and now that i've read through the entire thread - wow. Some people are just so... wow. And it always gets me that the person supplying the goodies is often the lowliest paid admin, and it would never ocur to the higher uppers to donate. no, they just come up with ridiculous demands for bacon wrapped scallops ::)

other than my colleague with the food issues (i mentioned in the mail above), i occasionally bring home baked goodies - especially if there is abirthday or something (nothing fancy, but everyone loves my fudge brownies)

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MamaMootz

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Re: Taking advantage of generosity
« Reply #50 on: February 12, 2014, 07:53:47 AM »
I can relate to the candy jar woes because of my leftover candy and Raisinets Guy.Suffice it to say ---- no more candy for anyone at my job.

Link to thread here:
http://www.etiquettehell.com/smf/index.php?topic=130943.0
« Last Edit: February 12, 2014, 08:00:13 AM by MamaMootz »
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hopeful4

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Re: Taking advantage of generosity
« Reply #51 on: February 12, 2014, 08:46:28 AM »
Seems as if this is a fairly common occurrence.  The greed and entitlement of a few people ruin the goodwill and generosity of others.   One thing noticed as I have read through this thread is, often times it is the higher ups, directors and upper management who are the greediest. Not always but often. 

Reminds me of some of the privileges that have been revolked at my company such as using our Corporate Services department to mail personal packages instead of going to and waiting in line at the post office.   Lower level employees would write a check to the company and pay for the postage but when the upper level management would mail packages through our CS dept and not pay, the practice ended for all.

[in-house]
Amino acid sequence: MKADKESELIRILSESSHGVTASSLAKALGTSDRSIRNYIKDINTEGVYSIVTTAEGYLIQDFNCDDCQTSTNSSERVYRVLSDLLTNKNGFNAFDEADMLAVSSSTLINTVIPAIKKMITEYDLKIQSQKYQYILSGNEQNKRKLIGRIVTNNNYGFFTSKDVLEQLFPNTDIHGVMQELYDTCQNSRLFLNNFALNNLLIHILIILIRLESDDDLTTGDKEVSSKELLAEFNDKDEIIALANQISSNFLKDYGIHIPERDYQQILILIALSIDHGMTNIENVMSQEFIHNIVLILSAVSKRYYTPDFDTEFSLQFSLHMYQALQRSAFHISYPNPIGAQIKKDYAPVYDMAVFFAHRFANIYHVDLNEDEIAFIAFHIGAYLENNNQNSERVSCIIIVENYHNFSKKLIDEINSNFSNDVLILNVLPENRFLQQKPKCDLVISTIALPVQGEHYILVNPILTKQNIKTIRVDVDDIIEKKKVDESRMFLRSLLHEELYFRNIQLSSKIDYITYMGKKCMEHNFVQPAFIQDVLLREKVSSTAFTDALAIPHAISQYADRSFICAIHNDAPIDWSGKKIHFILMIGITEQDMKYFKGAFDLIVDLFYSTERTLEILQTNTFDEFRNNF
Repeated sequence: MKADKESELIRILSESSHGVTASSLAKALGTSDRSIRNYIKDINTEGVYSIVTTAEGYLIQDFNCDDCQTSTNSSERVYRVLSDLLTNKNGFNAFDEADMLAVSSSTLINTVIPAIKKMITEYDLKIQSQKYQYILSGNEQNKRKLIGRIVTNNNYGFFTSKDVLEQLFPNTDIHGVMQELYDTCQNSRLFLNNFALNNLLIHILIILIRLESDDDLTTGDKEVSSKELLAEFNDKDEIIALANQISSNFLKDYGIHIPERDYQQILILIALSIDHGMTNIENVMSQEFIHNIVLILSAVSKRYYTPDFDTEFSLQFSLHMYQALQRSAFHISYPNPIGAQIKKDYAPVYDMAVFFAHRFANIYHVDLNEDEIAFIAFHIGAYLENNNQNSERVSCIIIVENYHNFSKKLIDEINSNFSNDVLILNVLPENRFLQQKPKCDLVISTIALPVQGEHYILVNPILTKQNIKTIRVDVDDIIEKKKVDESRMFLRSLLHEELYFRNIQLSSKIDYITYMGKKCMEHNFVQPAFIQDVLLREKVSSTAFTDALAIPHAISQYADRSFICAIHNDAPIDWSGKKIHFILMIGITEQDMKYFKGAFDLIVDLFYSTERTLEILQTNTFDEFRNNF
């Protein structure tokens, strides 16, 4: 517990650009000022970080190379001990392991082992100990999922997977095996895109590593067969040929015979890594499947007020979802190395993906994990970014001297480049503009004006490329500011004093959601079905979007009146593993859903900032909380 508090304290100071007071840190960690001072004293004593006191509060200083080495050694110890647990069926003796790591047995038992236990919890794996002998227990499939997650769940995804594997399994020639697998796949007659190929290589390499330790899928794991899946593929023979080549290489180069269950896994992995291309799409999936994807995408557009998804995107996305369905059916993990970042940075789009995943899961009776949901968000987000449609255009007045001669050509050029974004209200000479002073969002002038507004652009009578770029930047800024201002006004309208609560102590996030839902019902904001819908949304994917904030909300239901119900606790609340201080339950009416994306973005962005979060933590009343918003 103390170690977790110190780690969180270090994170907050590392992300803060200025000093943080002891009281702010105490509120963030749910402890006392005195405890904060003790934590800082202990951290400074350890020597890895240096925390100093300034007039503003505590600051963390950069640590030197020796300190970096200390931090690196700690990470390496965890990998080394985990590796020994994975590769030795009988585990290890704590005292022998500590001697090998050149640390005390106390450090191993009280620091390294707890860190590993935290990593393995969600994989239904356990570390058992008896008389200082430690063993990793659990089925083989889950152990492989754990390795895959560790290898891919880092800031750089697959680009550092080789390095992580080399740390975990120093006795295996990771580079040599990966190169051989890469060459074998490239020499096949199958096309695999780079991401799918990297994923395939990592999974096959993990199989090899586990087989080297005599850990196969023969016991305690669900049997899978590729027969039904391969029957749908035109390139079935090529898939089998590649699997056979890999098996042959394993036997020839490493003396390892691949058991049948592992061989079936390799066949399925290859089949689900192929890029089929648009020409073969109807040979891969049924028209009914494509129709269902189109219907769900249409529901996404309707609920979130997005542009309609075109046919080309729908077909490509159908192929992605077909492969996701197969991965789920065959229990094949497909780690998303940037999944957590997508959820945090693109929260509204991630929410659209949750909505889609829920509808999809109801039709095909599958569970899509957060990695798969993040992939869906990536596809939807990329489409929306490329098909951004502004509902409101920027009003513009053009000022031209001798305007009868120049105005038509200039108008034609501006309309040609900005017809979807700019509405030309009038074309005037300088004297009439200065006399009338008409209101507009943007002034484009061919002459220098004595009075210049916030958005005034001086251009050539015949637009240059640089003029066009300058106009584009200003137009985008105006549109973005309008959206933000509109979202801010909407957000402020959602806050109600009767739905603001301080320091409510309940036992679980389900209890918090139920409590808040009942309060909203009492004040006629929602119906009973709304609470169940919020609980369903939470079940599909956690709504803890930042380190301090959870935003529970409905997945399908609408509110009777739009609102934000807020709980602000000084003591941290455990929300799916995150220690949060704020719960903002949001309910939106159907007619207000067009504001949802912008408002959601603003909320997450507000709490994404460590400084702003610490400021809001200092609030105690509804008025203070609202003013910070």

A conversation I had with a secretary who ordered office and coffee supplies for the departments was also enlightening.  She would have to limit the quantities she ordered on most items less they disappeared, and an employee would have to go directly to CS to get some of the more expensive items she use to keep in stock because some upper management would liberally help themselves to the supplies to take home.   So I guess making much more money and having much more power did not mean more class.  Seem like for a few, the more power they got the lower class they became and much more entitled.    :(

weeblewobble

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Re: Taking advantage of generosity
« Reply #52 on: February 12, 2014, 09:01:33 AM »
My problem wasn't candy, it was aspirin. I worked at a company that had a small bottle of generic headache tablets in the break room. They didn't help my tough headaches, so I brought in a large bottle of migraine strength Excedrin and kept it at my desk. One day an employee spoke of her fierce headache, so I offered her some Excedrin. After that, she would always come to me when she had a migraine.  When other employees had headaches, someone would say "Go see Miss March, she has aspirin." It got to where people would take aspirins from my desk when I wasn't there. I had brought in a 150 count bottle, thinking it would last me a year, and in no time at all, it was nearly empty.
yeah, you have to learn to lie about aspirin, tampons, bandaids, tissue, etc. I've had the same thing - in the days when i was still getting my periods, i always had a little plastic purse with emergency supplies. had a former co worker who *always* had an emergency. seriously? it comes every month. you've been getting them since you were a teen. get with the program. (former work place was not near any stores and many co workers didn't have cars, meaning it would take her at least an hour to get to a nearest store and back). my current workplace - we buy bandaids, wipes and OTC painkillers from office funds.

as for the treats/chocolate /candy jar - thankfully we don't have that here, i would not want that at all. unfortunately , due to one of my colleauges, we can't have *any* treats whatsoever because he will just eat them all up in one day. (great guy but has some  food issues). we've taken to hiding things but that becomes annoying because then he will just whine all day "i want chocolate, i know you have chocolate". it's annoying, because it would be nice to have a small stash for those days when you need it.